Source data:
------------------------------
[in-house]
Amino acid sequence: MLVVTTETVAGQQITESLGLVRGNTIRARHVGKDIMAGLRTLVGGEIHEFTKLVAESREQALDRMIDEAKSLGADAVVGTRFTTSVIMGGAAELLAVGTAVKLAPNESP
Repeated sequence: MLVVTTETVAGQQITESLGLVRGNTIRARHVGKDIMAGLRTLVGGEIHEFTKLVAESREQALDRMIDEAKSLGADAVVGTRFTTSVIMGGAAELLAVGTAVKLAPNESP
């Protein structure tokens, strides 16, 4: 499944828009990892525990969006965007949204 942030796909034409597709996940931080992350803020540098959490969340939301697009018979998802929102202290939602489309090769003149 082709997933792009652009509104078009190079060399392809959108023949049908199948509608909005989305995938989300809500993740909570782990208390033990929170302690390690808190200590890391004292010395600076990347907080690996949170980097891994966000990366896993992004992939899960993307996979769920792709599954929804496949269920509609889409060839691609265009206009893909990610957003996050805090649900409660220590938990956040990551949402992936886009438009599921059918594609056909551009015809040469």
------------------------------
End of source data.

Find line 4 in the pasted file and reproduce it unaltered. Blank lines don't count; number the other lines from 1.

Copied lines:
């Protein structure tokens, strides 16, 4: 499944828009990892525990969006965007949204 942030796909034409597709996940931080992350803020540098959490969340939301697009018979998802929102202290939602489309090769003149 082709997933792009652009509104078009190079060399392809959108023949049908199948509608909005989305995938989300809500993740909570782990208390033990929170302690390690808190200590890391004292010395600076990347907080690996949170980097891994966000990366896993992004992939899960993307996979769920792709599954929804496949269920509609889409060839691609265009206009893909990610957003996050805090649900409660220590938990956040990551949402992936886009438009599921059918594609056909551009015809040469």